I want to write a select query to return data on only posts which have are associated with the taxonomy term food-and-beverage

SELECT wp_postmeta . * , wp_posts.post_name
FROM wp_posts, wp_postmeta, wp_terms, wp_term_relationships
WHERE wp_posts.post_type =  'projects'
AND wp_posts.post_status =  'publish'
AND wp_posts.ID = wp_postmeta.post_id
AND wp_term_relationships.object_id = wp_posts.ID
AND wp_term_relationships.term_taxonomy_id = wp_terms.term_id
AND wp_terms.slug =  'food-and-beverage'
ORDER BY wp_posts.ID DESC 

For some reason unknown to me, this is returning posts which do not have food-and-beverage selected

As evidenced by the answer below, this is not the ideal approach, yet it is one that I've committed to, as refactoring the code (this is generated SQL, and theres lots more of it) would take me forever.


Since everyone seems to be in agreement (myself included) that the way I'm doing this is wrong, I'm going to reluctantly try to refactor.

However, I'm going to leave the question open for the time being in case someone can put together a quick fix for me (I'll happily drop you some bounty points).

For the bold/crazy, here is a gist with a big chunk of the source: https://gist.github.com/2950395

I pass the ajax it a couple "filters" as POST variables.

  • Since this is more-or-less straight up SQL, should I maybe ask it over at StackOverflow instead? Commented Jun 18, 2012 at 19:30

2 Answers 2


(I realize you're leaning away from this, but maybe if you can get it working, it's worthwhile. With the recent perfomance improvements in 3.4 for WP_Query, this could be worthwhile.)

WP_Query is the right decision if this is a secondary loop. Otherwise, you might look into pre_get_posts.

When you use WP_Query make sure that:

  1. You don't use a reserved global variable to save your new query. (For instance, a lot of people cause problems by saving their new query as $wp_query and then they overwrite their existing query object.
  2. You use the right loop format e.g. $my_custom_query->have_posts();
  3. Finally, rather than using tag or the tax var (which is deprecated), use a tax_query.

Looking at your example, here's a suggested loop:

$food_query_args = array(
    'post_type' => 'projects',
    'tax_query' => array(
            'taxonomy' => 'post_tag', // or the name of your custom taxonomy
            'field' => 'slug',
            'terms' => 'food-and-beverage' // FYI, it's more stable imho to use the ID if you can. If you do, that switch 'slug' in the preceding line to 'id'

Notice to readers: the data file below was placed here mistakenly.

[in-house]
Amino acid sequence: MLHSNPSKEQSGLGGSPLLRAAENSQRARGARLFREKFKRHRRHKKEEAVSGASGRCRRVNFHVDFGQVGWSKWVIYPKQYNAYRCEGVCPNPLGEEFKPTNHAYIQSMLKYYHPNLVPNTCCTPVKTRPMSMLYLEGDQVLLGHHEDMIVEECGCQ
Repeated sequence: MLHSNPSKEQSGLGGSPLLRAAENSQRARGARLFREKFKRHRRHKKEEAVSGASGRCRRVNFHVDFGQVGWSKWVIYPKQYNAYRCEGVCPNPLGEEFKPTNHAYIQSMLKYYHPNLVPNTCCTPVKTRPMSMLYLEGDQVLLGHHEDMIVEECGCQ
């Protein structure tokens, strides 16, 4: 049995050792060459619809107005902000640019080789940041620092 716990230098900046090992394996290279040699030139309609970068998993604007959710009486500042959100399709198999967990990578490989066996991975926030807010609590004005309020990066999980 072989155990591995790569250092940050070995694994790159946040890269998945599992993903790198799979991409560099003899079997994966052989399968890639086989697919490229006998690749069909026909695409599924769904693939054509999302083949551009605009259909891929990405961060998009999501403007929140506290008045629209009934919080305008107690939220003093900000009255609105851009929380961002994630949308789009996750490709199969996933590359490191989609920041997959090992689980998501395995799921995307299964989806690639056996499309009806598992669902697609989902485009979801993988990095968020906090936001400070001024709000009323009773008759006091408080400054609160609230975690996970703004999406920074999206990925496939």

$food_query = new WP_Query( $food_query_args );

if( $food_query->have_posts() ) : while( $food_query->have_posts() ) : $food_query->the_post();

    // STUFF

endwhile; endif; wp_reset_postdata();
  • Thanks, you've effectively convinced me to start rewriting this thing, as much as I hate to do it. I added a link to a Gist, with an expanded version of my source if you want to take a look. I'd appreciate any advice/direction... Commented Jun 18, 2012 at 20:07
  • @ZachL Regarding your edit, take a look at the Codex. The tax_query expressly requires an array of arrays so that you can theoretically query by multiple terms (e.g. in term1 && term2 && !term3)
    – mrwweb
    Commented Jun 19, 2012 at 3:08
  • apologies... I did read the Codex there before the edit, and thought I had it right. I must've been on tilt yesterday. Thank you for the help. I'll give it another read. Commented Jun 19, 2012 at 13:58

You don't need to write these SQL queries. you can utilize WP_Query api.

the following will display posts that has terms 'food-and-beverage' in tags.

$query = new WP_Query( array( 'tag' => 'food-and-beverage' ) );

if you use different taxonomy, use that instead of tag.

as you need to filter posts by using other options, you can check whole api documentation for WP_Query here: http://codex.wordpress.org/Class_Reference/WP_Query

That will save you from writing SQL.

  • sigh... I knew someone would say that. I spent several hours trying your approach (the right way no doubt), and just couldn't get it to work. I now have an embarassingly long speghetti code of a php file where the above portion is the only thing stopping me from finishing, forgetting it forever and pretending that I'm not a hack. Commented Jun 18, 2012 at 19:17
  • To elaborate a little more, when I used WP_Query, (or get_posts), it messed up an existing query on the page. When I tried to reset the query, or store $post as $oldPost and then revert afterwards, it would freeze up inexplicably... Commented Jun 18, 2012 at 19:27

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